I started this post five weeks ago.
All summer I’ve been meaning to replace the railings on the apartment deck. Gary and I built the deck in 2013, long before I’d had a plan for the house, and our only concern for the railings had been safety.
Now that the house is up, I have wanted the railings on the apartment deck to match the main house porch.
Using a credit I had at Lowe’s, on the way home from a trip to Vermont I stopped and purchased a few dozen balusters.
I figured the job would take about three hours. Since all the old rails were treated lumber, I could reuse them. I would just pull them off, cut them down, rehang them, and screw in the balusters. Easy-peasy!
[The top of the house looks so ratty because the builder scraped it last July for painting, and then never painted.]
It was very, very hot but my tenant was away and I had to get the job done. I assembled all my wrecking tools.
Just getting the old rails off, and removing all the dozens of nails, took most of the hours. Sweat poured down my face and soaked my shirt. The remaining posts wobbled in place like loose teeth.
I wasted another hour trying to cut down the old rails and reuse them. They were cupped and twisted. The 1×6 capping boards had dried into long tortilla chips that cracked across at the knots.
OK, time for Plan B! I drove into town late that day and bought fresh 2x4s for rails and 2x6s for caps.
The next day went faster. After taking down the previous day’s sad efforts, I got up the new rails on the east side, countersinking the screws.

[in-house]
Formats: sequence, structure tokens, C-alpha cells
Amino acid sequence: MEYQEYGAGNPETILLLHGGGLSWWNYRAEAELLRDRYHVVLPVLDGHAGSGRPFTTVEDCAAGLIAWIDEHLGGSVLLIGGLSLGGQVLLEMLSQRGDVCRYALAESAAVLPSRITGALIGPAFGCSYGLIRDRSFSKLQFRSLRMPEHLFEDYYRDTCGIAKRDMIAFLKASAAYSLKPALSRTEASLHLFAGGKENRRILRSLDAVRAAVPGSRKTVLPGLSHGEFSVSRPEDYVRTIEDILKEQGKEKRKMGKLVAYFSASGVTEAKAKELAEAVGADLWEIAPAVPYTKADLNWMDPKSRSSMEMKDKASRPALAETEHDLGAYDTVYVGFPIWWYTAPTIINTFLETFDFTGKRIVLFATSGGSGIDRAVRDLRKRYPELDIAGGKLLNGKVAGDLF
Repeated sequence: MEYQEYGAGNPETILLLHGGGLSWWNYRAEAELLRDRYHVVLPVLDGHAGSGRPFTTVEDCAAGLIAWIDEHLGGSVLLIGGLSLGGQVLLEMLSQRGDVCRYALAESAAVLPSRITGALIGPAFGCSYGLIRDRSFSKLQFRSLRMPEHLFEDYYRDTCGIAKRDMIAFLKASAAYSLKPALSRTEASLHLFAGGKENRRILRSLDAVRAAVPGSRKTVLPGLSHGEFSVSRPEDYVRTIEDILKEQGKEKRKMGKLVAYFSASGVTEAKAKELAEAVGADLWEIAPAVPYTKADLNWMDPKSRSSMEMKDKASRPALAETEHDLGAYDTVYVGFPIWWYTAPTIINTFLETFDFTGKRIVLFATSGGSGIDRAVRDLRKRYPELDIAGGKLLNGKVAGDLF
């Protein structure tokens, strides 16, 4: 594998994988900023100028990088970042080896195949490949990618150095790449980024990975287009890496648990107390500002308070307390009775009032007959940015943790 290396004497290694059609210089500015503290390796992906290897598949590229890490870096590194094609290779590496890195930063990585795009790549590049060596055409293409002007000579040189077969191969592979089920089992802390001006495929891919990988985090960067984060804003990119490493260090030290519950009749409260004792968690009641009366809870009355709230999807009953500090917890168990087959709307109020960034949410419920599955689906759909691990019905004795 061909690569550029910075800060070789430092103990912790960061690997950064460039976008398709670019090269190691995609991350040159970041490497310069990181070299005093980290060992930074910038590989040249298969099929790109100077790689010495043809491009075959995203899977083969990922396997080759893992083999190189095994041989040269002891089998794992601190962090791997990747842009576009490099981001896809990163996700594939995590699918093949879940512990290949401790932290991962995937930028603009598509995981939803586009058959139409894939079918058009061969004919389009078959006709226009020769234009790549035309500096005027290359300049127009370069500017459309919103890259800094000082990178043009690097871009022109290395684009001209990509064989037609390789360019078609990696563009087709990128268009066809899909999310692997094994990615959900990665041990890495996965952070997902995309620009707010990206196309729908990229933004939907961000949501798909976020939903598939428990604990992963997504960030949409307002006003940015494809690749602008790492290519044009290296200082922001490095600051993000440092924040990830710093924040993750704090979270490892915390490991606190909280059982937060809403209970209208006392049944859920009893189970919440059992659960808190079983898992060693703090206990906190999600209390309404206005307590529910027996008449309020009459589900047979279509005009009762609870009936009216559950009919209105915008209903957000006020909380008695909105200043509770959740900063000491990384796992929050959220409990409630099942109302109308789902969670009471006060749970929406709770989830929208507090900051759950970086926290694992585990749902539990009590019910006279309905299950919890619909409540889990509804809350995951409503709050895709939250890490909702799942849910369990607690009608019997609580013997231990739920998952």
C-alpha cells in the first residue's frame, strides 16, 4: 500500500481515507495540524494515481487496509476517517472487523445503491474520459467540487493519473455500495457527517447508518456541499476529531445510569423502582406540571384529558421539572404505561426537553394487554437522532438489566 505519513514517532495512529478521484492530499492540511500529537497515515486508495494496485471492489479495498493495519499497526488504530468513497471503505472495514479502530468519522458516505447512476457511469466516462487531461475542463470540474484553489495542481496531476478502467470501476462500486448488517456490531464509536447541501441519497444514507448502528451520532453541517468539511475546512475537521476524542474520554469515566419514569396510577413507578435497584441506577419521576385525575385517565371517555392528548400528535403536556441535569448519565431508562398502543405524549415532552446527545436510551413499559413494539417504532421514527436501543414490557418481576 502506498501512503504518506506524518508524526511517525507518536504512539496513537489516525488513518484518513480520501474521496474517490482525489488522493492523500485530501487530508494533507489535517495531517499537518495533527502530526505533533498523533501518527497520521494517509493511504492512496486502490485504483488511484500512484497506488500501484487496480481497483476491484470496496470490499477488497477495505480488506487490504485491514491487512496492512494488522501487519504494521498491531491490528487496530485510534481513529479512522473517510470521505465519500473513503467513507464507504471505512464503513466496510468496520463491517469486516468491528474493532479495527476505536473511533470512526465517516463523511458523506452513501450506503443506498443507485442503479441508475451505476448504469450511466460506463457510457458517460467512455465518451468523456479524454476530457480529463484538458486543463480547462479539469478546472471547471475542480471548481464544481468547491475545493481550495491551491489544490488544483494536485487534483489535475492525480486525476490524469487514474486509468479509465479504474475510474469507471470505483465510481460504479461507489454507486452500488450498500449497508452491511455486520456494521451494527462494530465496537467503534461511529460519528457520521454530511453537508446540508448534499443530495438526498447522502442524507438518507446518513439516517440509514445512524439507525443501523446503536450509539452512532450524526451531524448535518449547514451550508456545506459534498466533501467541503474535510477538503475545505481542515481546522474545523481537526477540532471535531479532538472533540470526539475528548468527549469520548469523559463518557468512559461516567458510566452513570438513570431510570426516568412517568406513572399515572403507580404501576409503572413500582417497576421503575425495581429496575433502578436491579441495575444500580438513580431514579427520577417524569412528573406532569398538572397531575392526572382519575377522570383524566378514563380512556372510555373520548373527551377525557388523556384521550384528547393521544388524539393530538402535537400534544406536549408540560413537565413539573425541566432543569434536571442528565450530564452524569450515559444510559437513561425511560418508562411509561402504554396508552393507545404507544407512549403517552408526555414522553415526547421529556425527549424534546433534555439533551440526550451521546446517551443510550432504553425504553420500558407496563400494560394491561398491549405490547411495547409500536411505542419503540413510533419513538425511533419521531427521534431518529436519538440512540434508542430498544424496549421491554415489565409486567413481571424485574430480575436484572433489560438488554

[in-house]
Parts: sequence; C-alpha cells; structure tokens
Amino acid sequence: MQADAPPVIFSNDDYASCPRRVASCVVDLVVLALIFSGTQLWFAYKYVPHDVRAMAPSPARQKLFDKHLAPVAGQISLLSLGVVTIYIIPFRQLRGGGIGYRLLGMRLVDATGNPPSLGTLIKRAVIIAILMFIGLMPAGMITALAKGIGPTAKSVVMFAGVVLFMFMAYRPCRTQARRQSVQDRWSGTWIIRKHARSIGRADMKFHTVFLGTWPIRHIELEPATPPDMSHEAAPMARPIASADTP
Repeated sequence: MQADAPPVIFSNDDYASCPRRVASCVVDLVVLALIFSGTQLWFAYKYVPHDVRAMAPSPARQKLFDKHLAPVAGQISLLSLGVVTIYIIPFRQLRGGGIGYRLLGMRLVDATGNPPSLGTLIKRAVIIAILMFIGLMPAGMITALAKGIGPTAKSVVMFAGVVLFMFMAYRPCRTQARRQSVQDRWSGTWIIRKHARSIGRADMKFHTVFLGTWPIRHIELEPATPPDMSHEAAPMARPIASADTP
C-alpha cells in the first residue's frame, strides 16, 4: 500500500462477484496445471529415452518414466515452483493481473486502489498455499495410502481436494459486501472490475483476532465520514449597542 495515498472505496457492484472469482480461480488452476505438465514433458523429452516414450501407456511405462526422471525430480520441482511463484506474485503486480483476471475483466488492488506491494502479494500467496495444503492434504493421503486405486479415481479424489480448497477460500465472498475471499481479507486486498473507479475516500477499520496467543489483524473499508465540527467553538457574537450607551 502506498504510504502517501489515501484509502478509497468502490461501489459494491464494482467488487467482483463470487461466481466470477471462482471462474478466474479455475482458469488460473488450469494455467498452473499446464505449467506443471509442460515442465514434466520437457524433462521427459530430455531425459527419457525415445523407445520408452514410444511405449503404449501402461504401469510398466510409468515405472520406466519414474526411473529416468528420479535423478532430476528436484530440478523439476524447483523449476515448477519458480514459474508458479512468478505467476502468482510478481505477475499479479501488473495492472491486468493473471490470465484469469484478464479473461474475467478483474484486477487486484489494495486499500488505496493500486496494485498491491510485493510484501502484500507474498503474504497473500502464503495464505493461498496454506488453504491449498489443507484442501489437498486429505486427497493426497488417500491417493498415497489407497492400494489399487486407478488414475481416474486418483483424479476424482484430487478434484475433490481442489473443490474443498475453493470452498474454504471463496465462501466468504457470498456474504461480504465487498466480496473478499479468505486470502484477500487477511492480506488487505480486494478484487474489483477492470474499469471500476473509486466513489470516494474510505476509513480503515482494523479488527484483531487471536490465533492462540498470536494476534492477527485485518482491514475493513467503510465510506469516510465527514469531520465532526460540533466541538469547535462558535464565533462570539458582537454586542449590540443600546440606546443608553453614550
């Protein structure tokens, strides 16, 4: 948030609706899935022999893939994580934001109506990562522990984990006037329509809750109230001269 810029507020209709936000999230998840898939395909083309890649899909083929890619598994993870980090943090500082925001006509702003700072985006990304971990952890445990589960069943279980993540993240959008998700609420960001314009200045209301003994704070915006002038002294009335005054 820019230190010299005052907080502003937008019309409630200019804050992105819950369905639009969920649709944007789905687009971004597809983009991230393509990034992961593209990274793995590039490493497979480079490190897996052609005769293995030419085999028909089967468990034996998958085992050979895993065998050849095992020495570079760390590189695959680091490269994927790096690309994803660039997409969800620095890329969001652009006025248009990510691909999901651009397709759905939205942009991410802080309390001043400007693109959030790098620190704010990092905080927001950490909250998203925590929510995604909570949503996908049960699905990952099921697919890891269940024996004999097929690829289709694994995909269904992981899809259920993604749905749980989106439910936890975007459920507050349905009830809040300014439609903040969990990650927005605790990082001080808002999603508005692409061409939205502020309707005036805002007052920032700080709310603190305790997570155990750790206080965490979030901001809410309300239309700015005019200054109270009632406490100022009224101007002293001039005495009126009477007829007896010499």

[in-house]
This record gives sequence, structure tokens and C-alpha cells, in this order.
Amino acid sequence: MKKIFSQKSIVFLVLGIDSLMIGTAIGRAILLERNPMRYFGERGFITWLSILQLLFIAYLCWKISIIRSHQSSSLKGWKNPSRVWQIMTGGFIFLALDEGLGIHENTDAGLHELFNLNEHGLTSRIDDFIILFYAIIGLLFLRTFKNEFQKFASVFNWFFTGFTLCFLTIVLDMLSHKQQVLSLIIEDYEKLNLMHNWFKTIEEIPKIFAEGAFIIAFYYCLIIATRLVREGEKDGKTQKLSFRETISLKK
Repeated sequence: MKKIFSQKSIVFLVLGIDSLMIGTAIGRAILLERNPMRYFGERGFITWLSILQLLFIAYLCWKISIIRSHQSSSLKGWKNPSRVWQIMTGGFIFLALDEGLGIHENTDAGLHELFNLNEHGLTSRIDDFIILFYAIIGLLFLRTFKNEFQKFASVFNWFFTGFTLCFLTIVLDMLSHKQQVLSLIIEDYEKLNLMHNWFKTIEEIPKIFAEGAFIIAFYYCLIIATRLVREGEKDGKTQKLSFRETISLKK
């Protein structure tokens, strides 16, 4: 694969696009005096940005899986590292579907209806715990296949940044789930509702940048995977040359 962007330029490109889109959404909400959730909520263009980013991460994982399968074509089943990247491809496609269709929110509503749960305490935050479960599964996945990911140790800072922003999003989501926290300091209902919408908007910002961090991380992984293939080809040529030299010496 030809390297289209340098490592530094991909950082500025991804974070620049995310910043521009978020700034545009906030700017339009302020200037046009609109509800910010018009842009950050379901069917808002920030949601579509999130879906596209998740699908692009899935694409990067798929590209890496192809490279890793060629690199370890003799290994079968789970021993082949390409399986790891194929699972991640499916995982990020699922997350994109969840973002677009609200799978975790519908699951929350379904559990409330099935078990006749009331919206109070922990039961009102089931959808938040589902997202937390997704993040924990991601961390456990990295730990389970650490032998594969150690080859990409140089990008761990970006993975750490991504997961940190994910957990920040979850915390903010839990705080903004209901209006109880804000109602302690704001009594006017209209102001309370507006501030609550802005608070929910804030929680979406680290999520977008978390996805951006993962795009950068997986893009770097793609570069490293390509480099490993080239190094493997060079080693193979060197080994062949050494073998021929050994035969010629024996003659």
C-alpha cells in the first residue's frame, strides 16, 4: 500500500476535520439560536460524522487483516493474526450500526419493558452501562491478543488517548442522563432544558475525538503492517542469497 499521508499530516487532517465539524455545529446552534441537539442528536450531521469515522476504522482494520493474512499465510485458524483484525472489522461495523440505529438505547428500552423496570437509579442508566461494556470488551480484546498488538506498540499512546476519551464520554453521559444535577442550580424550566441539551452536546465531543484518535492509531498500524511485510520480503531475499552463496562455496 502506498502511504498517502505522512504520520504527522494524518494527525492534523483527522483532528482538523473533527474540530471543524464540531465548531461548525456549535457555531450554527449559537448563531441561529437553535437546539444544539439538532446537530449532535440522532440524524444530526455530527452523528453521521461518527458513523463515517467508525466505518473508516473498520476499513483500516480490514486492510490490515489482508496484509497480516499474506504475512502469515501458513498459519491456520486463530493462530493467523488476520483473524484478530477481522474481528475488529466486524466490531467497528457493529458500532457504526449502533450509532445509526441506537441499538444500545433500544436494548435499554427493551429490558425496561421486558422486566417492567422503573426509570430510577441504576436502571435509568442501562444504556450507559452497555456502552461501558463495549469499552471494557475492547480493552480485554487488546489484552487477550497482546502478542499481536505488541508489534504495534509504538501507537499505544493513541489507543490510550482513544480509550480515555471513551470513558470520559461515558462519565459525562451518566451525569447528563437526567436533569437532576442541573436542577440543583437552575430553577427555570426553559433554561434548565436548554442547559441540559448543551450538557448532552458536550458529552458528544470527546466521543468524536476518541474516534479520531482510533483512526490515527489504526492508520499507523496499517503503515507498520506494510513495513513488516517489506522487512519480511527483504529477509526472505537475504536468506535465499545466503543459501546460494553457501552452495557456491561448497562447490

The five-year-old posts were themselves dried and twisted, but I did not have time or energy to pull them out. I did the best I could. Allen’s voice said in my ear, We ain’t buildin’ a church.
My backyard shop for cutting the long boards had to be a bit creative.
I worked my way around the deck, drilling the countersink holes and then bracing each post plumb before drilling in the rails.
I laid out the first capping board, hiding the screws by drilling them in from below.
Next, balusters. Math is always baffling to me, but I managed to figure out equal spacing down the length of the rails, marked it top and bottom, cut the balusters to fit, and, standing on my ladder, drilled them in.
Oh dear. Something’s wrong. I squinted at the balusters with a sinking heart. I went inside to my computer to check. Yes, code baluster spacing is 4″ maximum, and mine were spaced at 4.25″.
I climbed back up the ladder, took down all the rails, rejiggered the math, re-marked the rails, and put the balusters back up at 3.75″ apart.
The next day marked Day Three of my “three-hour project.” Of course with all the other farm chores, each “day” was only a few hours, but it was still a bit discouraging.
The temperature was in the 90s. It was too hot to wear a baseball cap to shade my eyes. My t-shirt and jeans were clammy and sticking to me. Sweat ran from my hair to puddle in my glasses whenever I looked down. I took my glasses off. Better to be fuzzy-sighted than underwater.
I had already put up the capping board on the west side of the deck.
The job now was to cut and put up the capping board on the long south side. This board had a 45° angle on both ends. I could not use the old board as a template because it had shrunk almost a full two inches.
Time was running out. I was due to leave for Ami’s surgery and had a thousand chores to accomplish before then. But I had left this board to cut when I was fresh because I knew that with my difficulties with math and spatial relationships, the odds were very high that I’d reverse the angles or cut the board too short. I went over it and over it in my mind before I cut. Then, with difficulty, I levered the heavy 12′ treated board up onto the deck, climbed up, and lifted it into place.
And that’s where I had to leave the project before I drove to Connecticut. The steam in the picture is from the sweat in my pocket.
Though my tenant assured me he would not fling himself through the openings to fall off the deck, the unfinished railing has been a reproach to me ever since. Unfortunately, between work and other priorities, I’ve had no time.
However yesterday he was away hiking, and I cut and put up all the remaining balusters.
It’s not perfect, but it’s done. Yay!